DENVER — Miguel Montero is eventually going to rub some Cubs people the wrong way and say something to the Chicago media that he should probably just keep to himself.
But this is going to be fun to watch, a very opinionated catcher who absolutely loves to talk working with this pitching staff inside the Wrigley Field fishbowl.
“I’m a winner, man,” Montero said. “I hate to lose. And I hate to give up a hit. Even though it’s the pitcher’s ERA, it hurts me when they give up a run, because I take it personally.”
Montero sort of wore out his welcome with the Arizona Diamondbacks. He had been in that organization since 2001, signing as an amateur free agent out of Venezuela and developing into a two-time All-Star. He also needed a change of scenery, the chance to play for a contender, not a team just beginning the rebuild.
Montero is not going to be shy here. He stood in front of his locker on Sunday morning inside Coors Field’s visiting clubhouse and used Randy Johnson as an example. He remembered one game in particular while catching the future Hall of Famer in 2008.
“It was one batter,” Montero recalled. “First at-bat, he gave up a double, hanging slider, (right) down the line. Second at-bat, the same slider, and it’s a line drive off his foot.
“So the manager and the trainer go out to the mound and he’s looking at me: ‘We got to quit throwing sliders to that guy.’ And I look at him and I say: ‘No, you got to quit hanging it.’”
Montero also probably dropped an F-bomb on The Big Unit.
“I turn around and I walk back to the plate and I’m like: ‘What did I do?’” Montero said. “Well, two things can happen: Either I get sent down (to the minors) or I don’t catch anymore, because I was his personal guy.
“(But) he appreciated it. The next year, he was with the Giants, and I faced him in spring training. He threw me a fastball in and broke my bat. The media asked him: ‘Hey, did you say hi to Miggy?’ (Johnson goes): ‘No, he was too busy picking up his broken bat.’”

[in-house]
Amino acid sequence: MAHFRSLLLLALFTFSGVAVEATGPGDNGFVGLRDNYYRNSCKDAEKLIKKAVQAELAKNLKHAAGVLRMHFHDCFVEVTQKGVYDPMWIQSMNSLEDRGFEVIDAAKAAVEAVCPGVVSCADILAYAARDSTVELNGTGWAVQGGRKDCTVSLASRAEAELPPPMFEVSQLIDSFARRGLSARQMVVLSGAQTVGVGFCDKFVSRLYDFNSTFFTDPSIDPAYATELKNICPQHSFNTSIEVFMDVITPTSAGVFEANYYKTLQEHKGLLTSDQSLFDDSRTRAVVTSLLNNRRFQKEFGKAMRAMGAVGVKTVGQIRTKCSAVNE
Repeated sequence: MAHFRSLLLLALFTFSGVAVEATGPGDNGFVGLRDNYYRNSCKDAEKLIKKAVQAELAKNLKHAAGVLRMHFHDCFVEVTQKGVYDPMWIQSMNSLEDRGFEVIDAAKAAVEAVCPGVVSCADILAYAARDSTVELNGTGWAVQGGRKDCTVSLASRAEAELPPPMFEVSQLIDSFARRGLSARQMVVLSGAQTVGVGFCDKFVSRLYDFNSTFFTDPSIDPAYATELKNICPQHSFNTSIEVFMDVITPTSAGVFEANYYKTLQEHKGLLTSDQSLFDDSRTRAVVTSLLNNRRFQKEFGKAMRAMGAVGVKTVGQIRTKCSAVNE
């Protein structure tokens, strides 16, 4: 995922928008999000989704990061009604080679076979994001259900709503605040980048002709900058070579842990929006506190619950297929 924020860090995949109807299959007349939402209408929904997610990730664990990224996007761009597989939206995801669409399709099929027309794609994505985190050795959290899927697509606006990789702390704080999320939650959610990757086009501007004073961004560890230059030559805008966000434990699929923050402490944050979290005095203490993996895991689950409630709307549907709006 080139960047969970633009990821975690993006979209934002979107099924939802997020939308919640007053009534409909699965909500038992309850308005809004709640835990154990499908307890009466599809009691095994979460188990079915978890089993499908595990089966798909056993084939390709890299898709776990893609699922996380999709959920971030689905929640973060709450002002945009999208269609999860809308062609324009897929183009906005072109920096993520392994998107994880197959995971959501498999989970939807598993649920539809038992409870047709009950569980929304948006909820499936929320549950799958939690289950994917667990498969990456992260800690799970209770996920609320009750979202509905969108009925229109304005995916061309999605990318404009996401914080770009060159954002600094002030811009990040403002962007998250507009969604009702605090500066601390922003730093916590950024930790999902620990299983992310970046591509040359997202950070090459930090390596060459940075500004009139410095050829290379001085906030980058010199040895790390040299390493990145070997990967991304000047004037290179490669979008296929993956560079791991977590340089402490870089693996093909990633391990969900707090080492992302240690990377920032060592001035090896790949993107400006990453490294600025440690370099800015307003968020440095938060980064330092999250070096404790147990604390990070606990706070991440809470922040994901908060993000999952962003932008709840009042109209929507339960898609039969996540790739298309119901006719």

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The Cubs took on the three years and $40 million left on Montero’s contract because they thought he could get through to their pitchers and bring an edge to the clubhouse.
“Some guys need a pat on the back, some guys need to be yelled at,” pitcher Jake Arrieta said. “And I’m one of the guys that likes to be yelled at. He recognizes things in situations that I need to do differently, and it’s great to have a voice like that behind the plate.”
Pitcher Jason Hammel made a fist while describing Montero’s personality.
“When he wants you to throw a certain pitch,” Hammel said, “he’s like really emphatic about (it): ‘No, this is what you want to throw.’ Even if you shake, he wouldn’t take no (for an answer).
“It almost gives you that confidence to throw that pitch, even if you don’t want to. He has a good way of almost getting a little extra out of you when you want to kind of go in a different direction.”
Manager Joe Maddon compared Montero to another quote machine: Yogi Berra.
“Look at some photographs, man,” Maddon said. “Left-handed hitter with surprising power, not very tall. He’s probably more animated verbally than even Yogi was, in a sense. Yogi had his own Yogi-isms, and I guess there’s Miggy-isms. He’s got his own method of communication. (But) he absolutely loves to play baseball. He comes to play every day. His agenda is to win.”